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New Sight

MH in Austin

based on John 9:1-41

I've never been there, but I imagine Jasper is a nice East Texas town. Peaceful and quaint. Until last summer people felt good about life in Jasper, known by locals as the Jewel in the Forest. Racial problems of a former day seemed to have been overcome by this community. In fact, while the majority of the population is white, the mayor and several other local officials are African American. But in June of 1998 the summer heat gave rise to a sad and violent situation of racial prejudice, hate and ultimately grisly murder as James Byrd Jr., a local African American was dragged to death chained to the back of a pickup truck driven by three white supremacists. Although the events of this murder may seem far off and distanced from us, as though they should be only parts of a history book of the old south, they are both geographically near, and come even closer within our homes via the media. We are bombarded with up to the minute news on TV, radio and in newspapers which have closely covered the trial of John King, the first defendant and ring leader who was convicted of capital murder and sentenced to death. Before our eyes, on TV the guilty John King flaunts and blurts his white supremacist dogma, refusing opportunities for showing remorse or repentence, as both his father and Byrd's family sorrowfully grieve, wondering what went so wrong.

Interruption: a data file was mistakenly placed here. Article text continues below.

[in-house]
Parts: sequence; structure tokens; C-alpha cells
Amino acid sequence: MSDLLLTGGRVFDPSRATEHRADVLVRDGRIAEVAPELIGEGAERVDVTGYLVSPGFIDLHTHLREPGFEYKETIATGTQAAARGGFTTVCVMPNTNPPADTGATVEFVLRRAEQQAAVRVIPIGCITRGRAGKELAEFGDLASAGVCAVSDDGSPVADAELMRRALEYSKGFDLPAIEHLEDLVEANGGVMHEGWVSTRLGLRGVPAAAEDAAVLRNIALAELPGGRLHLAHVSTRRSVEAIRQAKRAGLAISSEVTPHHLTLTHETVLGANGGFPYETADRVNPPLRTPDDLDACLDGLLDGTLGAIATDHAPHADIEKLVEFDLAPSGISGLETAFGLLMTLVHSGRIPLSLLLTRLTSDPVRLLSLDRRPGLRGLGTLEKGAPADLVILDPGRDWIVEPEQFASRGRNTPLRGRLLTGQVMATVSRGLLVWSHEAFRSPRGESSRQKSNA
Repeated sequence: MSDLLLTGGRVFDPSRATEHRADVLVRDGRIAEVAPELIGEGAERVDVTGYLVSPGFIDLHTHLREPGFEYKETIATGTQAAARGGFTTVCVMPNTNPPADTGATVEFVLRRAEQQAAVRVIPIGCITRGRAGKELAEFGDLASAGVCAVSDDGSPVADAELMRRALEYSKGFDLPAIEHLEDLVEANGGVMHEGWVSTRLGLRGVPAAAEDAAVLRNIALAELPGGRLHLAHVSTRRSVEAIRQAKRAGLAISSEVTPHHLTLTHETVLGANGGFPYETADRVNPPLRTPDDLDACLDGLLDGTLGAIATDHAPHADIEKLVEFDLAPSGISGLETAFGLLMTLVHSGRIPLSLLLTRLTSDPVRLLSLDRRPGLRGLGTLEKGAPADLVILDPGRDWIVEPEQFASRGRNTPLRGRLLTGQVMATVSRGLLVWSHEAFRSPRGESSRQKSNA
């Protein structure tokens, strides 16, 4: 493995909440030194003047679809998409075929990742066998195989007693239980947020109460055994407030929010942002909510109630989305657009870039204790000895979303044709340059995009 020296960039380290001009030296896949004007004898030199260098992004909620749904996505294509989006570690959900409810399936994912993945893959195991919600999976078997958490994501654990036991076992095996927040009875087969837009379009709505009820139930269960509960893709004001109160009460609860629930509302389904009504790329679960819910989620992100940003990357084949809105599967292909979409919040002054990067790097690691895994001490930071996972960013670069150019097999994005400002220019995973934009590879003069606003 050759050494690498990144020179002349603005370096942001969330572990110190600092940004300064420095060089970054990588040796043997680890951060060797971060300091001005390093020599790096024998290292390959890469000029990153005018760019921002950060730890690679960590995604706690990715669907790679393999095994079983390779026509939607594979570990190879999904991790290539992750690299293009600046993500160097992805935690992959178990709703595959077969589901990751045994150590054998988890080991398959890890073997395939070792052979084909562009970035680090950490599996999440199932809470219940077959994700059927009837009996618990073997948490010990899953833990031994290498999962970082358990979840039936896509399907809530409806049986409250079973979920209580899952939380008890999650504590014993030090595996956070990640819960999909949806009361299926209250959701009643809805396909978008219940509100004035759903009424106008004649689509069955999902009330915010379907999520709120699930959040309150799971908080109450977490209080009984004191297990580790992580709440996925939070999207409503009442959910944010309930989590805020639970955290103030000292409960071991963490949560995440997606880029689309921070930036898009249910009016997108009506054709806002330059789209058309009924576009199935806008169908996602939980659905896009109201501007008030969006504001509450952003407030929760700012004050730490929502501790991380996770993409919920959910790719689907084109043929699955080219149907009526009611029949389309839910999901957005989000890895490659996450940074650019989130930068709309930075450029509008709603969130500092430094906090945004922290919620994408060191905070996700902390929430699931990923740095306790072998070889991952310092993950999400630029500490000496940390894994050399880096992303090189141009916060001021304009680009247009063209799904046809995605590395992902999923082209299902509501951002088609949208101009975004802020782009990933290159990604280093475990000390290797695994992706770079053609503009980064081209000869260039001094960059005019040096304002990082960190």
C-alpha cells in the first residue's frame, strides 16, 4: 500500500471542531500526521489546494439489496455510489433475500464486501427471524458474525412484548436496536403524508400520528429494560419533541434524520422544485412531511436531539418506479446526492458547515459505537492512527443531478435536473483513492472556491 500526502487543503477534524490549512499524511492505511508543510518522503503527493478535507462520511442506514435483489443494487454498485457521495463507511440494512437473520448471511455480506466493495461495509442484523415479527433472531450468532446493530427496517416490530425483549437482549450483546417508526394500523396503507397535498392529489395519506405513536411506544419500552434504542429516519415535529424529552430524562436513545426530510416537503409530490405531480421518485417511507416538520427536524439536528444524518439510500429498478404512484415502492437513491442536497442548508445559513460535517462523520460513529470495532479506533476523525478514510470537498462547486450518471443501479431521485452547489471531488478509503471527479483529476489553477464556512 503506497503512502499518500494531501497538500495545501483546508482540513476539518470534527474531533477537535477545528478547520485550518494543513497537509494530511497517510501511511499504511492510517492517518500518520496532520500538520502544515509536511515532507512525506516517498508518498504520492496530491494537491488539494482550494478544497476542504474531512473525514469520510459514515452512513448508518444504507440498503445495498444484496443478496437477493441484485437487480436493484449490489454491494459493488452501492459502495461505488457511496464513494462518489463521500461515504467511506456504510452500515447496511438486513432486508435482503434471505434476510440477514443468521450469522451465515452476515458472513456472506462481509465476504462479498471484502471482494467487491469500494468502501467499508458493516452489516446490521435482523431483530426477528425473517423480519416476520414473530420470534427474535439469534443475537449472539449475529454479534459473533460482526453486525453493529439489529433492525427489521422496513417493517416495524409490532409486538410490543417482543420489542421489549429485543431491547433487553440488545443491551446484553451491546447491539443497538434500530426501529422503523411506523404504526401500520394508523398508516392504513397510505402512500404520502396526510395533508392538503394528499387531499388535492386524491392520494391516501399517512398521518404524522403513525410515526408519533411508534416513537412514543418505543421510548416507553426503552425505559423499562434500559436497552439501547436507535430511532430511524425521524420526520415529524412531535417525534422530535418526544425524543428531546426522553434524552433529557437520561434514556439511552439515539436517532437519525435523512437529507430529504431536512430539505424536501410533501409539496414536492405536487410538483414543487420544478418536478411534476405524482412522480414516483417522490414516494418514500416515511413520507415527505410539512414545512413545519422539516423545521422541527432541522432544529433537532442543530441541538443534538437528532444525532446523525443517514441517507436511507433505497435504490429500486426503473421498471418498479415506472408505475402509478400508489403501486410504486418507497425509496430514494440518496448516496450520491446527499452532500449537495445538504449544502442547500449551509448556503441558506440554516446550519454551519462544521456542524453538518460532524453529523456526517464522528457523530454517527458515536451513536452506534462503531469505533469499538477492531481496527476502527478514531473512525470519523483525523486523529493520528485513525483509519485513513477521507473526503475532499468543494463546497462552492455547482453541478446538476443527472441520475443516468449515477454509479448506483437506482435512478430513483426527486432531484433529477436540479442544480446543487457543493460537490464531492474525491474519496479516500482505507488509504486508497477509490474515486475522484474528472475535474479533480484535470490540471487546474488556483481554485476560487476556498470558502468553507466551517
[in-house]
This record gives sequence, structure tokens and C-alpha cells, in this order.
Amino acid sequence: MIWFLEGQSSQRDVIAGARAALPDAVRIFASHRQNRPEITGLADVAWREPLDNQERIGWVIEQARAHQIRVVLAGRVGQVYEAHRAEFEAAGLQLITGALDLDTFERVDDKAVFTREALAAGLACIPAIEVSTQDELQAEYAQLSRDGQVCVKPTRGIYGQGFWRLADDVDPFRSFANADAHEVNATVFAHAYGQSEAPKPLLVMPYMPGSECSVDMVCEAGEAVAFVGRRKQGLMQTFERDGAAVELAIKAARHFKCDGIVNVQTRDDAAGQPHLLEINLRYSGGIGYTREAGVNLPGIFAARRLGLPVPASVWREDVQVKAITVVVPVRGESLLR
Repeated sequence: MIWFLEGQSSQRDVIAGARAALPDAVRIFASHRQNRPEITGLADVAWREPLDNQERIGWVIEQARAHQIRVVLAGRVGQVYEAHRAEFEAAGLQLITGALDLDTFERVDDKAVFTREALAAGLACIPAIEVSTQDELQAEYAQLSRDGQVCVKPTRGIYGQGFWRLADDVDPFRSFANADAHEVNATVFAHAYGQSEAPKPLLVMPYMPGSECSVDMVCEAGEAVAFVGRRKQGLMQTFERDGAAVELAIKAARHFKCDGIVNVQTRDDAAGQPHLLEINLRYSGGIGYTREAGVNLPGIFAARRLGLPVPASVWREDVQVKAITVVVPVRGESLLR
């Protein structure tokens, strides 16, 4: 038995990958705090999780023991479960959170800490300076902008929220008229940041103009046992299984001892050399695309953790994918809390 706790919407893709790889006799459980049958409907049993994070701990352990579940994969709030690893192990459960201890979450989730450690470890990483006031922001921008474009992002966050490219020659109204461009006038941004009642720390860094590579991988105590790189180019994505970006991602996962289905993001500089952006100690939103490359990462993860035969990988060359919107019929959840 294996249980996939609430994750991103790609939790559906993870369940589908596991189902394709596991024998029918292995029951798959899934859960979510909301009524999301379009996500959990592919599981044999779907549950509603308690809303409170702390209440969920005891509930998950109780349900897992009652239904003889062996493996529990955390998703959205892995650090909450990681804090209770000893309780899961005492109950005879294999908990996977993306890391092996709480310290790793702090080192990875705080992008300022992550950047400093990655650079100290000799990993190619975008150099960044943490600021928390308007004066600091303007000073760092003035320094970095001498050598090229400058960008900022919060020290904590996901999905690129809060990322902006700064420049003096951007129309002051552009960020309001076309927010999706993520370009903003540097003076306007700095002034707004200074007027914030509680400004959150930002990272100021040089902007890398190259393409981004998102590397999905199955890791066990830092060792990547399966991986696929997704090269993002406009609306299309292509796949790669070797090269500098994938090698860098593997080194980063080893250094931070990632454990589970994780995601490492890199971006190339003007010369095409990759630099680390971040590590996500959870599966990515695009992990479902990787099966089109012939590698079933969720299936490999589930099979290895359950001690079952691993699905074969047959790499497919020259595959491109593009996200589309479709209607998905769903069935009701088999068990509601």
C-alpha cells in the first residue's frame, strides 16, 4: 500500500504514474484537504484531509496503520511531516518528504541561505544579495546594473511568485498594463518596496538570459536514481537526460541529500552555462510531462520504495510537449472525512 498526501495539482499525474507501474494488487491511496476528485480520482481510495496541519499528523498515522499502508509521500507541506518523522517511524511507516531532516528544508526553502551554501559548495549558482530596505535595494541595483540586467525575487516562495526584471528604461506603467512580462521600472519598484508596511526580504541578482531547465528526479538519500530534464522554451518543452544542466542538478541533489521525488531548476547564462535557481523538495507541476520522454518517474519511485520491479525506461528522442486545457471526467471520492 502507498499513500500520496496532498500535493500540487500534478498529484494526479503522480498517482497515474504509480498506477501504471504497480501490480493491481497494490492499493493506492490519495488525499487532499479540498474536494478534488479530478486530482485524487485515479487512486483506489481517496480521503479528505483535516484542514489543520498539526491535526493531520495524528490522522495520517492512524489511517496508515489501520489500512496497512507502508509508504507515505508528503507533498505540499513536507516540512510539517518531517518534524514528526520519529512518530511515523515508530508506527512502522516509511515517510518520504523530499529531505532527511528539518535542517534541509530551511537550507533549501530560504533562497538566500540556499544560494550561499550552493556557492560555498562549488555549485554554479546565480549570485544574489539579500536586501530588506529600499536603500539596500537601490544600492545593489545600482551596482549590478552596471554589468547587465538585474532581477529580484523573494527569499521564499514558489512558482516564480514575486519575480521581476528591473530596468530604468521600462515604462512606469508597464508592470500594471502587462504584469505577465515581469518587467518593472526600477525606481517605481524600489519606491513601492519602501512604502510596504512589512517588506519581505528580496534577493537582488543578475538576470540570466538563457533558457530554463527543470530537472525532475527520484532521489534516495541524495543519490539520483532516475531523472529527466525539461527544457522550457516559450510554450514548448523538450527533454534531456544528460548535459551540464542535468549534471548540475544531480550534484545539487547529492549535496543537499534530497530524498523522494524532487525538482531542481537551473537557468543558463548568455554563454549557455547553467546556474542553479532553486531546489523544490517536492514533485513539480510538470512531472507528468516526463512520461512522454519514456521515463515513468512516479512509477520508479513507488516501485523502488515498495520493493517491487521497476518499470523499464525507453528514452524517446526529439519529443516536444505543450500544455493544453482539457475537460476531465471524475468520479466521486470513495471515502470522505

Unquestionably King and the others are guilty and the community is sadly beginning to put this chapter of their life behind as he is taken to death row. This horrific story has been an open wound for Jasper since taking place, and surely will effect them for years to come. In the aftermath, questions have been raised as to how this could have happened in their town. Many had felt that that racism was no longer an issue, but ironically until after Byrd's death the Jasper city cemetery remained segregated - a stark and telling reminder of racism unseen by the eyes and lives of the town's people. Divided between white and black, a wrought iron fence physically separated the two races in death. James Byrd was buried in this cemetery and when John King is executed, they will likely share the same ground. And I believe that Jesus shows himself to us through such ordinary new visions, like an old iron fence in a small town cemetery.